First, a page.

Goo That Can Stop Bullets Invented by Air Force Cadet
By Debbie Gregory.
A senior Air Force cadet, Hayley Weir, has come up with a special recipe. Cadet Weir has invented a very special gravy. This gravy would stop Dirty Harry’s .44 caliber magnum. It is also flexible and can be used to bullet proof critical areas of the body.
The chemistry department drop-out will graduate from the academy this month. The Air Force Academy has some of the best undergraduate research programs anywhere. Cadets in the past have designed satellites, airplanes and more.
Cadet Weir has applied for a patent on her innovative recipe.
Fluids made with substances such as cornstarch are gooey and oozy to the touch, but become hard as steel when struck. This means that when an object travelling with a great deal of force strikes the goo, it runs into something as strong as Superman. And Weir has a collection of mushroom shaped bullets to prove it.
Weir mixed up her secret formula recipe of goo in an academy lab, using a Kitchen aid mixer and vacuum sealed bags flattened into a quarter-inch layer and Kevlar fabric.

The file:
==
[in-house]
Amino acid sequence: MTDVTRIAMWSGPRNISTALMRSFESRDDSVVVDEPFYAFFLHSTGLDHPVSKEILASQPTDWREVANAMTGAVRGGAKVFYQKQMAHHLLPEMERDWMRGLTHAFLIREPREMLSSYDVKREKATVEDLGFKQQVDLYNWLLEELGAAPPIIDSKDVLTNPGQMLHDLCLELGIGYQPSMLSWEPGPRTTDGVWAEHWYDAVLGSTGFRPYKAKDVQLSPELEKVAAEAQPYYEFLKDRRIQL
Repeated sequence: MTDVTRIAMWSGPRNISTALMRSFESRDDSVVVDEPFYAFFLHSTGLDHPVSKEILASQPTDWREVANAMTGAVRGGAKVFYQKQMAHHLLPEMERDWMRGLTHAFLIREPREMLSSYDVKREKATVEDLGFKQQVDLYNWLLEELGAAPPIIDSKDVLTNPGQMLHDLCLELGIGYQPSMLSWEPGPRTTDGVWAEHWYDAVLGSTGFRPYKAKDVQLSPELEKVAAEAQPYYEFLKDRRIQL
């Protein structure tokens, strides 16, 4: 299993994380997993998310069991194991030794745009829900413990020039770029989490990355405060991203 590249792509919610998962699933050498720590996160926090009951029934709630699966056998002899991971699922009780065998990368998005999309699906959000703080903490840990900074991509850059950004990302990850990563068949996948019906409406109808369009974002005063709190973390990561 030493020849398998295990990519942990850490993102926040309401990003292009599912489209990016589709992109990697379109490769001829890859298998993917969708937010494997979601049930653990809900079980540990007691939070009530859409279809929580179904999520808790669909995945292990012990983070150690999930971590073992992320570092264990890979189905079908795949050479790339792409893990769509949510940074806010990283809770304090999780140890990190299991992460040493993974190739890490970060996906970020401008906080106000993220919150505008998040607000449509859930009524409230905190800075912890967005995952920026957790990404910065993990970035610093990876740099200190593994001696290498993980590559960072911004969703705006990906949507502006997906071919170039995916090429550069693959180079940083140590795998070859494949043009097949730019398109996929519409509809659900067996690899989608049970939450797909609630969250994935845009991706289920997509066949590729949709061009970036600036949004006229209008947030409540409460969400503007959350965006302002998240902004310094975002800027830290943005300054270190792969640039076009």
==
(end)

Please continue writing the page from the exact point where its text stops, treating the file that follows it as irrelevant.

“It’s all about the layering,” said Weir.
Weir’s idea took hold when she partnered with Ryan Burke, a former Marine and an academy military and strategic studies professor. Burke realized that Weir had stumbled on to something of value.
Burke believes that this goo will make a huge difference to Marines in the field. He called some Marine Corps contacts that shipped materials to test the bullet stopping goo.
The goo was first tested on a gun range known as “Jack’s Valley,” a training area on the north end of the academy campus. Weir and Burke hit the armor, one shot after another, with 9mm fire power. The goo stopped all the bullets. They then tested it with a .44 magnum and despite the greater weight of the bullet and its higher velocity, the goo armor worked even better.
It appears that the bigger the impact, the bigger the molecular jam, and the greater the ability to resist penetration of the bullets. Weir’s goo has the potential to replace steel plate as armor.
Weir’s goo has researchers thinking big. Wafering the goo into fabric could lead to tents that can resist mortar and artillery fire. Weaving the goo into a blanket could provide firefighters and police protection when they work to pull victims from mass-shooting crime scenes. On the battlefield, this goo could become body armor that protects the entire body instead of just the torso now given to troops.
We wish Haley Weir great success with her potentially life-saving goo.
So this goes to show that regardless of how wild and crazy an idea might seem, it can work and make a difference.